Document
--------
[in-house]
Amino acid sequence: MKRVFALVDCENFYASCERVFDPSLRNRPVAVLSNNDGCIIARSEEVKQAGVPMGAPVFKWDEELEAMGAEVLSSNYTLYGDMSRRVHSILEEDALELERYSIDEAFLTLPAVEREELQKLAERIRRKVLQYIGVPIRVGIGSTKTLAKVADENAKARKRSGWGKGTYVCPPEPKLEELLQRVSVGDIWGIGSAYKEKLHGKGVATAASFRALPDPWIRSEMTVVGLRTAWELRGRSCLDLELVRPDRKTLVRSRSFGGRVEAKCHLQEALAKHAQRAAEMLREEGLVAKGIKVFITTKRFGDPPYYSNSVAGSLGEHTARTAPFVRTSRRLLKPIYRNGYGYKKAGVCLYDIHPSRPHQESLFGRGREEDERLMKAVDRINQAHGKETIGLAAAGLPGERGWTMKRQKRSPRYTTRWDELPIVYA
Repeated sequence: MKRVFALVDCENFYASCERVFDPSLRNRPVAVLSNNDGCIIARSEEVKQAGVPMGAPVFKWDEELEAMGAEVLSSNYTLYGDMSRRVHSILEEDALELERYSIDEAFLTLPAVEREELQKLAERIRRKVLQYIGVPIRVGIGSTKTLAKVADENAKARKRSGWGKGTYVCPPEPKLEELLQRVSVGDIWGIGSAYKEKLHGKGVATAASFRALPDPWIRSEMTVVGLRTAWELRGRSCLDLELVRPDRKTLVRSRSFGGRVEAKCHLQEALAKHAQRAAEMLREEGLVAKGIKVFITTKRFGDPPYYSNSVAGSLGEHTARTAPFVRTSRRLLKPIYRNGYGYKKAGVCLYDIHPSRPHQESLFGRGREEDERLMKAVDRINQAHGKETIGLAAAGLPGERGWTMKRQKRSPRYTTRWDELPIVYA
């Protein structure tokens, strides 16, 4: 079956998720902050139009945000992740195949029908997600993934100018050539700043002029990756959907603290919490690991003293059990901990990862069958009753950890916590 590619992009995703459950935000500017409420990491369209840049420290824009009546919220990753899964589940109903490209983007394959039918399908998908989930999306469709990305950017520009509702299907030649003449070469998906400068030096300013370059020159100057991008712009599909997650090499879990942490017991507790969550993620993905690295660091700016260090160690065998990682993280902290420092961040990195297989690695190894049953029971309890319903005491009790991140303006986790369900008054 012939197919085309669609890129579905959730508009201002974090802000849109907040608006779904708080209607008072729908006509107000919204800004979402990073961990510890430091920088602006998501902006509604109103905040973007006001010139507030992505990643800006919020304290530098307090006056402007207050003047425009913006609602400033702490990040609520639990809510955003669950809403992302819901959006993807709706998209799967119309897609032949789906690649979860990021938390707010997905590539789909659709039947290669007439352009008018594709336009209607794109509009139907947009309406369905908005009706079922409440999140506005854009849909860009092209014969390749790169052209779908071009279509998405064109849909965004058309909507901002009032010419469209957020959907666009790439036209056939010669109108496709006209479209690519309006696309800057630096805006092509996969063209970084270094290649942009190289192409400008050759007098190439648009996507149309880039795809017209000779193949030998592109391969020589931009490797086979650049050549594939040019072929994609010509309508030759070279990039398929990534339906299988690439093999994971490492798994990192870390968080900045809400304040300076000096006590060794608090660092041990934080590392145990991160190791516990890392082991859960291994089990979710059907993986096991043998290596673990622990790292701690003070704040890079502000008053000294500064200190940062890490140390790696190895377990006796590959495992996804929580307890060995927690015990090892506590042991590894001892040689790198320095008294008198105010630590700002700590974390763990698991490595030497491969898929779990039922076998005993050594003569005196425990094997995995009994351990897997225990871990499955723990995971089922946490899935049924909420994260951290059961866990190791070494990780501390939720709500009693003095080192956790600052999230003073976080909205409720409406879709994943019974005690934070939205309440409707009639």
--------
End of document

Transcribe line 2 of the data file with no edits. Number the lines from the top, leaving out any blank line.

Amino acid sequence: MKRVFALVDCENFYASCERVFDPSLRNRPVAVLSNNDGCIIARSEEVKQAGVPMGAPVFKWDEELEAMGAEVLSSNYTLYGDMSRRVHSILEEDALELERYSIDEAFLTLPAVEREELQKLAERIRRKVLQYIGVPIRVGIGSTKTLAKVADENAKARKRSGWGKGTYVCPPEPKLEELLQRVSVGDIWGIGSAYKEKLHGKGVATAASFRALPDPWIRSEMTVVGLRTAWELRGRSCLDLELVRPDRKTLVRSRSFGGRVEAKCHLQEALAKHAQRAAEMLREEGLVAKGIKVFITTKRFGDPPYYSNSVAGSLGEHTARTAPFVRTSRRLLKPIYRNGYGYKKAGVCLYDIHPSRPHQESLFGRGREEDERLMKAVDRINQAHGKETIGLAAAGLPGERGWTMKRQKRSPRYTTRWDELPIVYA